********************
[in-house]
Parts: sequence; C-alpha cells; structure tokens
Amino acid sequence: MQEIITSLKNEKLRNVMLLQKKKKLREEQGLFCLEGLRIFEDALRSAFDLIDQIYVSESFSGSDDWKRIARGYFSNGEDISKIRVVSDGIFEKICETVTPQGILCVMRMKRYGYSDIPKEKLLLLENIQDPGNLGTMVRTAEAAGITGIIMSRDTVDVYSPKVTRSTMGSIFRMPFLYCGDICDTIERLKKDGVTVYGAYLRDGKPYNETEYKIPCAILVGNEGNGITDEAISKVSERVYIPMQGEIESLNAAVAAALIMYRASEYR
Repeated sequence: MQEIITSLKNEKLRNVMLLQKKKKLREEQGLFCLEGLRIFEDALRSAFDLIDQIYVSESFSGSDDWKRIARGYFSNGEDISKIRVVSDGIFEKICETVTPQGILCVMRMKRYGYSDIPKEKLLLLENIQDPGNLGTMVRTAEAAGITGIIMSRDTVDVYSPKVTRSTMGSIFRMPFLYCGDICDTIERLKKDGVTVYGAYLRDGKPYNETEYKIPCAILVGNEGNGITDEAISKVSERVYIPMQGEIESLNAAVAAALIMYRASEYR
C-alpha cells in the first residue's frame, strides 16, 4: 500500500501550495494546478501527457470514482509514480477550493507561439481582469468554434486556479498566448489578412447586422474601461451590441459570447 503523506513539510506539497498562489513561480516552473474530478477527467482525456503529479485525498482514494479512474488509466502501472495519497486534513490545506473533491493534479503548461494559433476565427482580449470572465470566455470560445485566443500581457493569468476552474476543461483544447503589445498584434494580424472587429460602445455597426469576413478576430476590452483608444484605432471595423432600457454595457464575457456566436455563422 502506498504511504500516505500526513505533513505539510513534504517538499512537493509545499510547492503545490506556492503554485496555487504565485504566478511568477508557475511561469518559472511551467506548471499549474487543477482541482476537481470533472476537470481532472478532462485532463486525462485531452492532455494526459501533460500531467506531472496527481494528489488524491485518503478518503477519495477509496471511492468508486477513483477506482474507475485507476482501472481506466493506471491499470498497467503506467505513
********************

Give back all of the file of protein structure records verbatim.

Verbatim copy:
[in-house]
Parts: sequence; C-alpha cells; structure tokens
Amino acid sequence: MQEIITSLKNEKLRNVMLLQKKKKLREEQGLFCLEGLRIFEDALRSAFDLIDQIYVSESFSGSDDWKRIARGYFSNGEDISKIRVVSDGIFEKICETVTPQGILCVMRMKRYGYSDIPKEKLLLLENIQDPGNLGTMVRTAEAAGITGIIMSRDTVDVYSPKVTRSTMGSIFRMPFLYCGDICDTIERLKKDGVTVYGAYLRDGKPYNETEYKIPCAILVGNEGNGITDEAISKVSERVYIPMQGEIESLNAAVAAALIMYRASEYR
Repeated sequence: MQEIITSLKNEKLRNVMLLQKKKKLREEQGLFCLEGLRIFEDALRSAFDLIDQIYVSESFSGSDDWKRIARGYFSNGEDISKIRVVSDGIFEKICETVTPQGILCVMRMKRYGYSDIPKEKLLLLENIQDPGNLGTMVRTAEAAGITGIIMSRDTVDVYSPKVTRSTMGSIFRMPFLYCGDICDTIERLKKDGVTVYGAYLRDGKPYNETEYKIPCAILVGNEGNGITDEAISKVSERVYIPMQGEIESLNAAVAAALIMYRASEYR
C-alpha cells in the first residue's frame, strides 16, 4: 500500500501550495494546478501527457470514482509514480477550493507561439481582469468554434486556479498566448489578412447586422474601461451590441459570447 503523506513539510506539497498562489513561480516552473474530478477527467482525456503529479485525498482514494479512474488509466502501472495519497486534513490545506473533491493534479503548461494559433476565427482580449470572465470566455470560445485566443500581457493569468476552474476543461483544447503589445498584434494580424472587429460602445455597426469576413478576430476590452483608444484605432471595423432600457454595457464575457456566436455563422 502506498504511504500516505500526513505533513505539510513534504517538499512537493509545499510547492503545490506556492503554485496555487504565485504566478511568477508557475511561469518559472511551467506548471499549474487543477482541482476537481470533472476537470481532472478532462485532463486525462485531452492532455494526459501533460500531467506531472496527481494528489488524491485518503478518503477519495477509496471511492468508486477513483477506482474507475485507476482501472481506466493506471491499470498497467503506467505513